I always believed that siblings were our first friends and as my dear friend Laurie tells me, cousins are the second best and they can just go home afterwards when you've played and argued with one another into worry-ation (as Southerneres say, wurrayshun). But when forgiveness does not manifest in time in those sibling relationships, I struggle with whether the Bourgie Babe will still be able to live up to her dreams feeling that a sibling didn't show support for them. As a mother, how could I rectify that? How do these rifts become so detrimental to the family soul even though a bounty of beautiful, common, and shared memories are a part of our core foundation? Many of you have shared your own family's stories with me and forgiveness is a road that many of us take to the grave.  I still wrestle with wanting another chap and creating and nurturing a bond from scratch.  Perhaps I can teach and instill in them that they too carry the family's soul into the future by staying in this life together...

In Kindred's "Do You Remember," forgiveness comes at a time when you have to be vulnerable regardless of who says it first...
I’m sorry mother
I’m sorry father
I’m sorry sister
I’m sorry brother
And to my best friend I never meant to hurt ya
Can we get back to the way things used to be
I wanna get back to the way things used to be...
I’m sorry, for things that I said I don’t wanna say no more
Forgive me, things that I’ve done I’m willing to say were wrong
Its time things changed, sat around hurting for much to long
I miss you and this is the reason that I sing this song to you

Saturday, May 7, 2011

Dinner with Werewolves or The Witching Hour of Tots

We all toy with the idea of pushing our limits and you may do this ordinary act every two weeks or one week, depending on how much protein, zinc, and calcium you take in. Cutting my nails is a delicate exercise of grooming and bedevilment. Cutting corners at strange angles has always been a difficult task for me. Why didn't I have long nail beds like my Sisters? Such short, drangled nails without much direction and inclination to dirt accumulation have passed over to my Bourgie Baby.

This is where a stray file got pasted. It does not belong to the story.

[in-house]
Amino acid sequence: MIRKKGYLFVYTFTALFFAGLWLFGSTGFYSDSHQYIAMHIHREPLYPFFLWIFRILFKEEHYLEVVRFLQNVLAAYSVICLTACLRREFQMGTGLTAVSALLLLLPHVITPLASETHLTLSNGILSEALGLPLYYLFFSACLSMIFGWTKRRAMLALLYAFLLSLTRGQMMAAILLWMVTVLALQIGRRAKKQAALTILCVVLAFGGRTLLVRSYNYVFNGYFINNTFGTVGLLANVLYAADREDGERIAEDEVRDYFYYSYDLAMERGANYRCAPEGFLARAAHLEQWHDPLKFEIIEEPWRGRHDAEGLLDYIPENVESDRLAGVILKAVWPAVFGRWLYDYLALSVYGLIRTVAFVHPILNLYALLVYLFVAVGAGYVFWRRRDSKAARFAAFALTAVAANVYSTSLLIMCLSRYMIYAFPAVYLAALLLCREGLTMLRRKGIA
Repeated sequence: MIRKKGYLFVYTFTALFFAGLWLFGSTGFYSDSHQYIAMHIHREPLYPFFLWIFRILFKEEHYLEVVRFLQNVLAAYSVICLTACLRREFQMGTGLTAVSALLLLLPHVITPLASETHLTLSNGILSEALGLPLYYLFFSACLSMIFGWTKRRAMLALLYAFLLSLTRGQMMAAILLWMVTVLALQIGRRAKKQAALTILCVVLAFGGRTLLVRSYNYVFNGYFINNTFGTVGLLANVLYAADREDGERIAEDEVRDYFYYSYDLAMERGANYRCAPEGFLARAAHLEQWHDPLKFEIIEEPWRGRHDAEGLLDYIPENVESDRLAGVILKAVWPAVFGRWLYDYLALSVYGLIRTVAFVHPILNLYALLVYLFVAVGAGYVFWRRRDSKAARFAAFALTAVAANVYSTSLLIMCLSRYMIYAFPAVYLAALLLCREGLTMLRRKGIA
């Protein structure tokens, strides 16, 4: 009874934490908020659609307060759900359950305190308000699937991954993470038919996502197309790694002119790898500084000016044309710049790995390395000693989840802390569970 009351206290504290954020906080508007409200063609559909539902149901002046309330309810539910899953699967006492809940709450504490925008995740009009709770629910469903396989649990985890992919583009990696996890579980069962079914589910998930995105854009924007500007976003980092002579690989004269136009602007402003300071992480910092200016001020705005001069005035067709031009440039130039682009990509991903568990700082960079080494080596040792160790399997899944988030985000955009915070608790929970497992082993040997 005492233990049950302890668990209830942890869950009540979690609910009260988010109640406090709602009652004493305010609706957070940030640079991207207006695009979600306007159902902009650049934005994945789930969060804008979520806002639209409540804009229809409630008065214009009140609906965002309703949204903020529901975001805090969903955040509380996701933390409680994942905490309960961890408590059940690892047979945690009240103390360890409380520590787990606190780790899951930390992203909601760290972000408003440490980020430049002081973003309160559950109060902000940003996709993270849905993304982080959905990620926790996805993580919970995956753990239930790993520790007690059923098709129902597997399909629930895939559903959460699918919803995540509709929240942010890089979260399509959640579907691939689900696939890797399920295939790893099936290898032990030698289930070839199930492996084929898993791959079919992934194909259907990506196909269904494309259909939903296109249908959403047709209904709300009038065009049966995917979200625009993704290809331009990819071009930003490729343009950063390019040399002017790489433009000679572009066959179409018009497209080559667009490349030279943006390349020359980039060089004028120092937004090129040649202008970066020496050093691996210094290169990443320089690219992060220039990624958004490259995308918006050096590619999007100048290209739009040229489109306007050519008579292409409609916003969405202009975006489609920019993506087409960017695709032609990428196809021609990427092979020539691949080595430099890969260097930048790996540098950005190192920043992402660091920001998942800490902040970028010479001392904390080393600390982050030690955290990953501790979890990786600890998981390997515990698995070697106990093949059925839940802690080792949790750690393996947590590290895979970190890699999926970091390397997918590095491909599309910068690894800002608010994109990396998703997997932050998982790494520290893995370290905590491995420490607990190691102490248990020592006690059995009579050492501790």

The precautions I know I must take when cutting her nails are obvious because lately, I've included a bit of skin on the sides. Cutting her nails is like mine: rugged kertainized slats that bend back into the skin with the pressure of the clippers. Blood and hurt feelings are hushed over as I quickly try to finish. Nothing a Dora the Explorer bandaid can't fix,but I'm sure her day school friends will hear terrible tales of how this bad Mommy caused "the blood"...that's what I gather from the hushed quiet looks I get from them when I pick her up at the end of the day.

Sometimes we cut too far. Maybe we scream too loud. Put them in timeout too long or not long enough. Other times we enjoy ourselves too much on social outings and we try to squeeze in 15 more minutes when we know our tot's witching hour approaches.

Recently, I've been having a more involved social calendar and I always tell folks I always come with kid. Like a woman testing a new lover's resilience by saying they come with baggage. Or an employer telling a desperate new hire that the job comes with a challenging work environment. You just don't know how much deep excrement you're in until a little gets on your face. It's always worse when it splatters just to the side of your mouth. Figuratively speaking, of course...

People assure me it's no problem but there I sit...the Mama with the only child at the table wanting to jump into the grown up conversation but obliging compliments drift into banal discussions on the cuteness of my kid. Lest we forget about the other distractions of IgottagopeepeeImthirstyGimmeSome at my far end corner. At some point, someone should feel sorry for me and find me a babysitter on location and bless me with a complimentary bottle of their best Chardonnay.